“We’ve touched a lot of this community and its environment in our time,” said Kitty Robinson, executive director of the Foundation, “and we plan to stay involved and lead.”
Historic Charleston Foundation was incorporated in 1947 as an educational, nonprofit preservation organization. It began raising money with a Festival of Houses, a popular event for locals and tourists that continues to this day — and which helps pay for the organization’s work.
After early efforts to restore the pediment of the Old Exchange Building, the Nathaniel Russell house and the Bennett Rice Mill on the waterfront, it established the nation’s first revolving fund. The Frances Edmunds Revolving Fund was used to buy houses in Ansonborough, rehabilitate them and sell them — with protective easements in place to make sure they were protected.
Evan R. Thompson, executive director of the Preservation Society of Charleston — the oldest community-based historic preservation group in the country — calls that revolving fund the most important and influential work that the Historic Charleston Foundation has ever done.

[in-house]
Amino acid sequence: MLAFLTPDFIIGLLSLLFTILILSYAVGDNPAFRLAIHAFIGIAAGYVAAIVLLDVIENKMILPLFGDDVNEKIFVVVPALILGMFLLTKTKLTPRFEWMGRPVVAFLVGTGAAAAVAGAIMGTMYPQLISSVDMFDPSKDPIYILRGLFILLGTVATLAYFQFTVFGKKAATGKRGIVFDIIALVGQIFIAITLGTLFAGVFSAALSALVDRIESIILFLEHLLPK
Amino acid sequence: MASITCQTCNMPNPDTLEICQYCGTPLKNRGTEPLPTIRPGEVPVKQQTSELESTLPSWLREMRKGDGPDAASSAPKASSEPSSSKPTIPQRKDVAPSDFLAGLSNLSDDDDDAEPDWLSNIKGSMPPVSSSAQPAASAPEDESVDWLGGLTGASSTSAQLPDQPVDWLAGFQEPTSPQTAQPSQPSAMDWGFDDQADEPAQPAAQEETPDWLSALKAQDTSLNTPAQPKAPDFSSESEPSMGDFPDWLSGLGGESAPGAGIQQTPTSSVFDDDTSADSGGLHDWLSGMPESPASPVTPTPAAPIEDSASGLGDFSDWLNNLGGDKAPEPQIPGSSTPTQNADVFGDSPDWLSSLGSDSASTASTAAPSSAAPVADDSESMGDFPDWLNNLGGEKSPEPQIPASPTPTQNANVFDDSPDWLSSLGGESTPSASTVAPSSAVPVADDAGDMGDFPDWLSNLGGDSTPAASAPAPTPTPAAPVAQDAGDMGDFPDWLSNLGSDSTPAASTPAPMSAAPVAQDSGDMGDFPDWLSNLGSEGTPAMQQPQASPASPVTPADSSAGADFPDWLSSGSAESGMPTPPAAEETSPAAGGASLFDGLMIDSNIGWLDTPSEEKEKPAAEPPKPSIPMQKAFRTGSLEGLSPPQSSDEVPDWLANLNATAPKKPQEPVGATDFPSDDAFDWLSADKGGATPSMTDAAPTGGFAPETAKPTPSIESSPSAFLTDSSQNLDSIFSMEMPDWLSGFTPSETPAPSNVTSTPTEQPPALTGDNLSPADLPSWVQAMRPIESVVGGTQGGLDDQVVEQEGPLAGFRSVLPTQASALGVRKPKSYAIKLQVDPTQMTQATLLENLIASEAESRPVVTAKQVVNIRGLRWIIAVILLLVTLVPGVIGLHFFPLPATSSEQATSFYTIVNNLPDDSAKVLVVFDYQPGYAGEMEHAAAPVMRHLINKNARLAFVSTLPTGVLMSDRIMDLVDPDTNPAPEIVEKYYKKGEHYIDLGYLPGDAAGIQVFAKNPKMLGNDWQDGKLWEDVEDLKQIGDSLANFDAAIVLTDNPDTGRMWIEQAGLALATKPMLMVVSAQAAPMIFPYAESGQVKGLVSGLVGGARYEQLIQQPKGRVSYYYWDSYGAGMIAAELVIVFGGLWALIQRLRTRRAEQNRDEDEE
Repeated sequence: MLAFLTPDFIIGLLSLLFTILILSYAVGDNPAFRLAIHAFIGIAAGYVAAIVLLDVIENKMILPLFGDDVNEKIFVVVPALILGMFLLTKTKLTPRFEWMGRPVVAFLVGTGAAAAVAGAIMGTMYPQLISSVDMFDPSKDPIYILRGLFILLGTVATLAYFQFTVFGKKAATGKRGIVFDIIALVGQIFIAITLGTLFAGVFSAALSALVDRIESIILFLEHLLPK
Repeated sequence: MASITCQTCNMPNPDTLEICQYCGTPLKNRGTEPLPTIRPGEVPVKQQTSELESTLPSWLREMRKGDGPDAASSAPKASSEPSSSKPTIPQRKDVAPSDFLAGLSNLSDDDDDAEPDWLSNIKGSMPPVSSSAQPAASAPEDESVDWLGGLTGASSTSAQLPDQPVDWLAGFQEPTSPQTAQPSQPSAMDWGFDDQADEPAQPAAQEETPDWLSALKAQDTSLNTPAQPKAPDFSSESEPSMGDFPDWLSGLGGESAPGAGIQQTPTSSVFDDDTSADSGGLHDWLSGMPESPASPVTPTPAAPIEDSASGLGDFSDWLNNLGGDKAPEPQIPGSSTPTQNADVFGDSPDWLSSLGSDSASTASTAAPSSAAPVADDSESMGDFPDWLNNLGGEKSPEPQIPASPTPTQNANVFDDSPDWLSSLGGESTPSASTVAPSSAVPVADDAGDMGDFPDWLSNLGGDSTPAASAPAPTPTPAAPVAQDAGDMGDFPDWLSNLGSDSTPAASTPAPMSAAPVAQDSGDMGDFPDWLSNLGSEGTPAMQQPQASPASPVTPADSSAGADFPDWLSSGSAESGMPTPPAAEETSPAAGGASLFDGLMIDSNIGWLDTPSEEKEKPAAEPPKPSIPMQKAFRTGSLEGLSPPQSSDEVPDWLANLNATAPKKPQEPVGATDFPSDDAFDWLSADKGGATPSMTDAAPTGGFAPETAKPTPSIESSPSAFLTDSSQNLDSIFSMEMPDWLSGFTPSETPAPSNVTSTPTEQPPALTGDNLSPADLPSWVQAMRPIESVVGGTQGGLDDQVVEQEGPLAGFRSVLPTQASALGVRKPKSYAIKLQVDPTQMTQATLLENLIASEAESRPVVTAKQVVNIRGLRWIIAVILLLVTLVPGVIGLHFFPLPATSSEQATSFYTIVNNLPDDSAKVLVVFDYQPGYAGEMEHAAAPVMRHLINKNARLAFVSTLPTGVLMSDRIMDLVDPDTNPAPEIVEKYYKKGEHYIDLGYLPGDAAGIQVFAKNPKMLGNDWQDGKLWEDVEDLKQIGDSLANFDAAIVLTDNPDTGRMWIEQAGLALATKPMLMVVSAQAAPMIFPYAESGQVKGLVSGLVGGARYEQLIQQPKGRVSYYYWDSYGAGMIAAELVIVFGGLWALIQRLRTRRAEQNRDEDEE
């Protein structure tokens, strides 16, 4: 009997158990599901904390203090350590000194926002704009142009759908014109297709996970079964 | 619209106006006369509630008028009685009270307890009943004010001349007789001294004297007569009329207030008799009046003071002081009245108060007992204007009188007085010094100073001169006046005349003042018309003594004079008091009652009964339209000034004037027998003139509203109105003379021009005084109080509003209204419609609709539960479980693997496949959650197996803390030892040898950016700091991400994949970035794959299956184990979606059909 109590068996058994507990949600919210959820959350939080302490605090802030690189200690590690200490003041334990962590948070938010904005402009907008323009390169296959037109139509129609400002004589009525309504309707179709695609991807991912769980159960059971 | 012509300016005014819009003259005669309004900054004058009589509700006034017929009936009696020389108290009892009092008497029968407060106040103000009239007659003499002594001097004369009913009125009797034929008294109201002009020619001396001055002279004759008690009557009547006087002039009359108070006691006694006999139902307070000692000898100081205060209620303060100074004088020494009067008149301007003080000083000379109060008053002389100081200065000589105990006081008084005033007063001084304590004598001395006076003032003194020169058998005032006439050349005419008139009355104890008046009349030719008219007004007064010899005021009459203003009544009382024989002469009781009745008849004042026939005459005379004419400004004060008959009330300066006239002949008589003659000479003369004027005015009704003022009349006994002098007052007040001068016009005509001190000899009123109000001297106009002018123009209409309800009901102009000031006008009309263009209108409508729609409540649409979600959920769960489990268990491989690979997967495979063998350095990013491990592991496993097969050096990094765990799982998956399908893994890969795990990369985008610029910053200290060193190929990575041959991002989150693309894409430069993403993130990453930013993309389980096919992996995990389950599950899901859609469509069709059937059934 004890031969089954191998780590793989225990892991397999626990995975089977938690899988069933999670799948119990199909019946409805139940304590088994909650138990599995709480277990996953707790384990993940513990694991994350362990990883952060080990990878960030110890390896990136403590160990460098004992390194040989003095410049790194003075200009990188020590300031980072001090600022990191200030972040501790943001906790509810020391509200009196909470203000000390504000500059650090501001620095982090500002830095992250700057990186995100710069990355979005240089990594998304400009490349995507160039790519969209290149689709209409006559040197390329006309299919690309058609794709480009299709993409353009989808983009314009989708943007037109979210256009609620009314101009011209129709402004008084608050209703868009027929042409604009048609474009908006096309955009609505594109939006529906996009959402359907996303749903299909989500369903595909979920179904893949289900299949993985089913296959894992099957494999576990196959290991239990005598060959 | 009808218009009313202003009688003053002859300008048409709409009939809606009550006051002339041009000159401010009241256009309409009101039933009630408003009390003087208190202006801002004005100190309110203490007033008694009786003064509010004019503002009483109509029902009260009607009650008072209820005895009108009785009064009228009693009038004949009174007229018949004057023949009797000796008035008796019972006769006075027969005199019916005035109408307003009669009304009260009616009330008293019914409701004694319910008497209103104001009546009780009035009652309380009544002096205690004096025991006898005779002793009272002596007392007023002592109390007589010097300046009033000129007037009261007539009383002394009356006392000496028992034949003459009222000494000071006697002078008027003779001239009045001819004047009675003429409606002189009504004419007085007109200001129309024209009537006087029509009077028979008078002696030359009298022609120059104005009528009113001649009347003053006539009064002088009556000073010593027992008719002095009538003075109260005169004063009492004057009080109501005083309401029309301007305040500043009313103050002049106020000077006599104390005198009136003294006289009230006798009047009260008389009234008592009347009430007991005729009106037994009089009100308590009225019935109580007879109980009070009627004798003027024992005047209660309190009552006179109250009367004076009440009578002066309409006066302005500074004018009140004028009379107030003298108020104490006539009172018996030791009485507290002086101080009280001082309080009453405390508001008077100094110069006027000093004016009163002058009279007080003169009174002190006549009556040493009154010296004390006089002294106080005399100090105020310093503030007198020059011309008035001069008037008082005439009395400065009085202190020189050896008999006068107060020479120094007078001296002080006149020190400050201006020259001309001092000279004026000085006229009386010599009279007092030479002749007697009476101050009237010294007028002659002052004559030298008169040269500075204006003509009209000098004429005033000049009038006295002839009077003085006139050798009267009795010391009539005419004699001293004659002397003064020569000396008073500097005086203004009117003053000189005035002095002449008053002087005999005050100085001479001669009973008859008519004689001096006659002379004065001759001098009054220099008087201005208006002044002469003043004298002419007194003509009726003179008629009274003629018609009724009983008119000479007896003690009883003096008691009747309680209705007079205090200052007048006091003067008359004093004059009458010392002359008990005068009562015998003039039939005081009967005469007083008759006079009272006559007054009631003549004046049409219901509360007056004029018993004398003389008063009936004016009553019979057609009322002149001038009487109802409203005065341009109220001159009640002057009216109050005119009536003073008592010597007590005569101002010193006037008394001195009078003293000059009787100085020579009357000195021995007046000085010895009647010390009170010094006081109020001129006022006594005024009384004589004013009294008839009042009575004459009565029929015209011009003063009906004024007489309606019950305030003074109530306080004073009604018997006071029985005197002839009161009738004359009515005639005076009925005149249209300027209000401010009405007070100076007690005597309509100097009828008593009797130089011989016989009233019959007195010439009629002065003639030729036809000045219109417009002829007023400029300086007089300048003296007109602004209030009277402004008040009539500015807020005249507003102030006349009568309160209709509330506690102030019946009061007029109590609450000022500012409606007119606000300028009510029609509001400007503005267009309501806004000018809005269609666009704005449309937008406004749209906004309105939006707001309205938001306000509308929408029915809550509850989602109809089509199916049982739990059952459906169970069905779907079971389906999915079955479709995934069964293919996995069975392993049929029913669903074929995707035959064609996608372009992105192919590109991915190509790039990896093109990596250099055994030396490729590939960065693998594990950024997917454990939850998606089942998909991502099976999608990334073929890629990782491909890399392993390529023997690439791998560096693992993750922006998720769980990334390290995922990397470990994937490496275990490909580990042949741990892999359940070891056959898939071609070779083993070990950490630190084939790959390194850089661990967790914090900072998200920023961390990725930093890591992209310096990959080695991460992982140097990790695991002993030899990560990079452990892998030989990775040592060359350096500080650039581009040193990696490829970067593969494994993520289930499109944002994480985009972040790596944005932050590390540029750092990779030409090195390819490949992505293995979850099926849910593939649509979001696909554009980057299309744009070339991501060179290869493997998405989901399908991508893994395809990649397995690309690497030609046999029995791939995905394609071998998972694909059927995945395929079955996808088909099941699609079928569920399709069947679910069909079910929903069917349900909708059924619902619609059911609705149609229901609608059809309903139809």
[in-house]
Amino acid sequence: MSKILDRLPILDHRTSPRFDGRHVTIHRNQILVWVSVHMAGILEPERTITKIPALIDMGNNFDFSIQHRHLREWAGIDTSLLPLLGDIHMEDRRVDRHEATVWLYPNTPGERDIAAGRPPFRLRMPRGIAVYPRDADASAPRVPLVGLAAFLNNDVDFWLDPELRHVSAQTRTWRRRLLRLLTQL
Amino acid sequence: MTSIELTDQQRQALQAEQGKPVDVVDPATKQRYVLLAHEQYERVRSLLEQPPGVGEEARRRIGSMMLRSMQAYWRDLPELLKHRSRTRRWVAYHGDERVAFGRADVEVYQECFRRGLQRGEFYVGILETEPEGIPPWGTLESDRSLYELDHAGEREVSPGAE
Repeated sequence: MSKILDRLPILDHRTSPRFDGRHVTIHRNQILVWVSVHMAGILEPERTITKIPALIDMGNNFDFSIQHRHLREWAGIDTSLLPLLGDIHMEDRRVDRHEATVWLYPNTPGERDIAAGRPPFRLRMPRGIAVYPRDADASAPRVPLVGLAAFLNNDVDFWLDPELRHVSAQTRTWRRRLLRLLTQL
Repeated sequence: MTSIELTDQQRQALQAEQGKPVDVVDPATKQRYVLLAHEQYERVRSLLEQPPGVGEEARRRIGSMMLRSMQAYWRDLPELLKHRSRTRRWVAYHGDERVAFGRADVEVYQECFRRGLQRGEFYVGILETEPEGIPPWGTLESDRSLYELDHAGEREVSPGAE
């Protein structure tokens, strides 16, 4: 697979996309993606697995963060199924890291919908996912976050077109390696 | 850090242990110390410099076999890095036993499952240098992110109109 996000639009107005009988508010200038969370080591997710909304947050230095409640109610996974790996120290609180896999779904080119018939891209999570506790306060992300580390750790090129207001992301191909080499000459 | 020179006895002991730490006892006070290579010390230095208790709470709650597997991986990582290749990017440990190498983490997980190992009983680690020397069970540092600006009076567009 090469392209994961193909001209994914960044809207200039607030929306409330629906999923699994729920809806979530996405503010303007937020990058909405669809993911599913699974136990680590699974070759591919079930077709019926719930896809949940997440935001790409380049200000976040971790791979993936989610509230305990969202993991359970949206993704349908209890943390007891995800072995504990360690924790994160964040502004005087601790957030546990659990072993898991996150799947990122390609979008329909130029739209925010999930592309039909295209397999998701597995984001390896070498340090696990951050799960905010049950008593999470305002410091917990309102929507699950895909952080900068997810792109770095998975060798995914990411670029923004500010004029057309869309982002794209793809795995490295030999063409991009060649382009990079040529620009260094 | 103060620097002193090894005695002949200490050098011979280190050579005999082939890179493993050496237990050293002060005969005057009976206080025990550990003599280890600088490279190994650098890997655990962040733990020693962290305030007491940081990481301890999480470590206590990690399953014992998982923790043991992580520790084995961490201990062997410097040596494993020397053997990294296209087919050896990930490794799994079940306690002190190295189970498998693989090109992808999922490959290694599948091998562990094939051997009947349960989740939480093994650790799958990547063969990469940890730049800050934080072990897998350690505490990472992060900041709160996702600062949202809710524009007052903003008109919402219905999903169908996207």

“Ansonborough is a model for ‘area preservation’ in this country,” Thompson said.
Across the Lowcountry, the Historic Charleston Foundation holds preservation easements on about 400 properties. That includes nearly 70 buildings in Ansonborough that have been rehabbed and protected by the foundation.
The foundation’s greatest success, however, touched off some criticism of gentrification. Ansonborough quickly became a neighborhood too affluent for the residents who lived there in the first half of the century.
It is an issue the organization is keenly aware of. In the 1970s, it started its first plan for stabilizing neighborhoods for low- and moderate-income families on the peninsula, calling diversity an important component of any living city.
Those efforts continue today with its neighborhood impact initiative. In partnership with the city and Habitat for Humanity, Historic Charleston Foundation is helping to rehab freedmans’ cottages and other homes owned in low-income neighborhoods on the upper reaches of the peninsula.